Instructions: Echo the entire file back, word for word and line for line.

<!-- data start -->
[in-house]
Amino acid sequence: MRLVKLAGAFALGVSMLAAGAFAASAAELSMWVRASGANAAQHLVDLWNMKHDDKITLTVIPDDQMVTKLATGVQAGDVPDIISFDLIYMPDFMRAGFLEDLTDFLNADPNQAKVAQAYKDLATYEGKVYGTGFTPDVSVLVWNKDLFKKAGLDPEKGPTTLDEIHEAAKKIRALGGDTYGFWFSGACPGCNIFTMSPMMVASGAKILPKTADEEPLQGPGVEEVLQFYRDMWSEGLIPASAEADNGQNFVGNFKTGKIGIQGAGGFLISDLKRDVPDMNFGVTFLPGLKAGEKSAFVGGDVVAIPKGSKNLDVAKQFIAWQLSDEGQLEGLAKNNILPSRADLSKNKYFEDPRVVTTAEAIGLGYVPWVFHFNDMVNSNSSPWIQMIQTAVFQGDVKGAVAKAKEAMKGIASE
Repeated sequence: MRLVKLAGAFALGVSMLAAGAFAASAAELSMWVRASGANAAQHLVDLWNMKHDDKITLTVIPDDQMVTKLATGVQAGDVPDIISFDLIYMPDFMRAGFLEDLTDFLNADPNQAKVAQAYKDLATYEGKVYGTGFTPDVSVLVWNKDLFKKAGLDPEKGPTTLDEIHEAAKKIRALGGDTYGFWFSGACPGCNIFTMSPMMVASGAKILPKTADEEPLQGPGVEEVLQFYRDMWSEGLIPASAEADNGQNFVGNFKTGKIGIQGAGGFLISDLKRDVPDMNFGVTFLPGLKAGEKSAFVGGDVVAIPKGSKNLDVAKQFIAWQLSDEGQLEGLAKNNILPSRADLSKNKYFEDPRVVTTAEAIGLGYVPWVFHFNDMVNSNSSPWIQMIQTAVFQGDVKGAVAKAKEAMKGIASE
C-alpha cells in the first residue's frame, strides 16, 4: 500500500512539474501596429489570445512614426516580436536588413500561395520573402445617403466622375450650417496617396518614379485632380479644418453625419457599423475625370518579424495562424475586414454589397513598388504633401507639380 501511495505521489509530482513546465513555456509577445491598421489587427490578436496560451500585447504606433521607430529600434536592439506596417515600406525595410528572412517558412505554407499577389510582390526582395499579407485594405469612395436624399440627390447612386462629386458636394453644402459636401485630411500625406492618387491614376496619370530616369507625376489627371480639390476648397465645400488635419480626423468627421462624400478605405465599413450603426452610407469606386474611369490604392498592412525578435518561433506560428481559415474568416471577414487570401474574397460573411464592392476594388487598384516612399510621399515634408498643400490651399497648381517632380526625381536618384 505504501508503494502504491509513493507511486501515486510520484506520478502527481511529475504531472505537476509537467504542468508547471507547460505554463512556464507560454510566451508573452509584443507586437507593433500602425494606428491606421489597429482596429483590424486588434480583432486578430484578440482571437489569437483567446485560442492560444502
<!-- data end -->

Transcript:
[in-house]
Amino acid sequence: MRLVKLAGAFALGVSMLAAGAFAASAAELSMWVRASGANAAQHLVDLWNMKHDDKITLTVIPDDQMVTKLATGVQAGDVPDIISFDLIYMPDFMRAGFLEDLTDFLNADPNQAKVAQAYKDLATYEGKVYGTGFTPDVSVLVWNKDLFKKAGLDPEKGPTTLDEIHEAAKKIRALGGDTYGFWFSGACPGCNIFTMSPMMVASGAKILPKTADEEPLQGPGVEEVLQFYRDMWSEGLIPASAEADNGQNFVGNFKTGKIGIQGAGGFLISDLKRDVPDMNFGVTFLPGLKAGEKSAFVGGDVVAIPKGSKNLDVAKQFIAWQLSDEGQLEGLAKNNILPSRADLSKNKYFEDPRVVTTAEAIGLGYVPWVFHFNDMVNSNSSPWIQMIQTAVFQGDVKGAVAKAKEAMKGIASE
Repeated sequence: MRLVKLAGAFALGVSMLAAGAFAASAAELSMWVRASGANAAQHLVDLWNMKHDDKITLTVIPDDQMVTKLATGVQAGDVPDIISFDLIYMPDFMRAGFLEDLTDFLNADPNQAKVAQAYKDLATYEGKVYGTGFTPDVSVLVWNKDLFKKAGLDPEKGPTTLDEIHEAAKKIRALGGDTYGFWFSGACPGCNIFTMSPMMVASGAKILPKTADEEPLQGPGVEEVLQFYRDMWSEGLIPASAEADNGQNFVGNFKTGKIGIQGAGGFLISDLKRDVPDMNFGVTFLPGLKAGEKSAFVGGDVVAIPKGSKNLDVAKQFIAWQLSDEGQLEGLAKNNILPSRADLSKNKYFEDPRVVTTAEAIGLGYVPWVFHFNDMVNSNSSPWIQMIQTAVFQGDVKGAVAKAKEAMKGIASE
C-alpha cells in the first residue's frame, strides 16, 4: 500500500512539474501596429489570445512614426516580436536588413500561395520573402445617403466622375450650417496617396518614379485632380479644418453625419457599423475625370518579424495562424475586414454589397513598388504633401507639380 501511495505521489509530482513546465513555456509577445491598421489587427490578436496560451500585447504606433521607430529600434536592439506596417515600406525595410528572412517558412505554407499577389510582390526582395499579407485594405469612395436624399440627390447612386462629386458636394453644402459636401485630411500625406492618387491614376496619370530616369507625376489627371480639390476648397465645400488635419480626423468627421462624400478605405465599413450603426452610407469606386474611369490604392498592412525578435518561433506560428481559415474568416471577414487570401474574397460573411464592392476594388487598384516612399510621399515634408498643400490651399497648381517632380526625381536618384 505504501508503494502504491509513493507511486501515486510520484506520478502527481511529475504531472505537476509537467504542468508547471507547460505554463512556464507560454510566451508573452509584443507586437507593433500602425494606428491606421489597429482596429483590424486588434480583432486578430484578440482571437489569437483567446485560442492560444502